How to cite? Quezada A, Arteaga A (2020) Yellow-headed Flame-Snake (Oxyrhopus occipitalis). In: Arteaga A, Bustamante L, Vieira J, Guayasamin JM (Eds) Reptiles of Ecuador: Life in the middle of the world. Available from: DOI: 10.47051/QVFL2829

Literature cited:

  1. Duellman WE (1978) The biology of an equatorial herpetofauna in Amazonian Ecuador. Publications of the Museum of Natural History, University of Kansas 65: 1–352.
  2. Cole CJ, Townsend CR, Reynolds RP, MacCulloch RD, Lathrop A (2013) Amphibians and reptiles of Guyana, South America: illustrated keys, annotated species accounts, and a biogeographic synopsis. Proceedings of the Biological Society of Washington 125: 317–578. DOI: 10.2988/0006-324X-125.4.317
  3. Hoge AR, Santos NP, Heitor C, Lopes LA, Souza ID (1972) Serpentes coletadas pelo projeto Rondon VII em Iauareté, Brasil. Memórias do Instituto Butantan 36: 221–232.
  4. MacCulloch RD, Lathrop A, Kok PJ, Ernst R, Kalamandeen M (2009) The genus Oxyrhopus (Serpentes: Dipsadidae: Xenodontinae) in Guyana: Morphology, distributions and comments on taxonomy. Papéis Avulsos Zoologia 49: 487–495. DOI: 10.1590/s0031-10492009003600001
  5. Martins M, Oliveira ME (1998) Natural history of snakes in forests of the Manaus region, Central Amazonia, Brazil. Herpetological Natural History 6: 78–150.
  6. Lynch JD (2009) Snakes of the genus Oxyrhopus (Colubridae: Squamata) in Colombia: taxonomy and geographic variation. Papéis Avulsos Zoologia 49: 319–337. DOI: 10.1590/s0031-10492009002500001
  7. Sheehy CM, Yánez-Muñoz MH, Valencia JH, Smith EN (2014) A new species of Siphlophis (Serpentes: Dipsadidae: Xenodontinae) from the eastern Andean slopes of Ecuador. South America Journal of Herpetology 9: 30–45. DOI: 10.2994/sajh-d-12-00031.1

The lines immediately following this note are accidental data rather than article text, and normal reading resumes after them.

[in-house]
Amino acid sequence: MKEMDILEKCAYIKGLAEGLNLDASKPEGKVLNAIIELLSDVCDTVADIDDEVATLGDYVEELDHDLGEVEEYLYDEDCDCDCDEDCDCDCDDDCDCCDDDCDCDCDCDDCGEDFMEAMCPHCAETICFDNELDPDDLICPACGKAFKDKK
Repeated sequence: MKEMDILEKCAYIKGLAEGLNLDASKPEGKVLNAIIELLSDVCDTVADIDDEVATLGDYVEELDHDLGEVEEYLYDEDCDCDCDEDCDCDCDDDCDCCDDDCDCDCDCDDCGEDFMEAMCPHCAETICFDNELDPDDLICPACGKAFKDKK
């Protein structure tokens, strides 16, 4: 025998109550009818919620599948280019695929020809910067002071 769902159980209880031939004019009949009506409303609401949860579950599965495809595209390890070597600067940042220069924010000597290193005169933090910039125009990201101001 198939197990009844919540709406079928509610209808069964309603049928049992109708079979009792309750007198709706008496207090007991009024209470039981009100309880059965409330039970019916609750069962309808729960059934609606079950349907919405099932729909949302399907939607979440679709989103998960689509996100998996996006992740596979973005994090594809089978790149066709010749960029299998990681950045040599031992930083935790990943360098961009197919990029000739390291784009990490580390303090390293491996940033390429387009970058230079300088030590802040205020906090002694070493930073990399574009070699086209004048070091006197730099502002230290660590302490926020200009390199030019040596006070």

8. Torres-Carvajal O, Pazmiño-Otamendi G, Salazar-Valenzuela D (2019) Reptiles of Ecuador: a resource-rich online portal, with dynamic checklists and photographic guides. Amphibian & Reptile Conservation 13: 209–229. DOI: 10.2994/sajh-d-12-00031.1
  9. Field notes, Reptiles of Ecuador book project.
  10. Whitworth A, Beirne C (2011) Reptiles of the Yachana Reserve. Global Vision International, Exeter, 127 pp. 10.13140/RG.2.1.4130.6968
  11. Ortega HM (2010) Diversidad de la herpetofauna en la centro Amazonía del Ecuador. MSc thesis, Instituto de Ecología A.C., 150 pp.
  12. Starace F (1998) Guide des serpents et amphisbènes de Guyanne francaise. Ibis Rouge Editions, Matoury Cedex, 448 pp.
  13. Yánez-Muñoz MH, Venegas PJ (2008) Anfibios y reptiles/Amphibians and reptiles. In: Alverson WS, Vriesendorp C, del Campo Á, Moskovits DK, Stotz DF, García Donayre M, Borbor LA (Eds) Ecuador, Perú: Cuyabeno-Güeppí. Rapid Biological and Social Inventories Report 20. The Field Museum, Chicago, 90–96.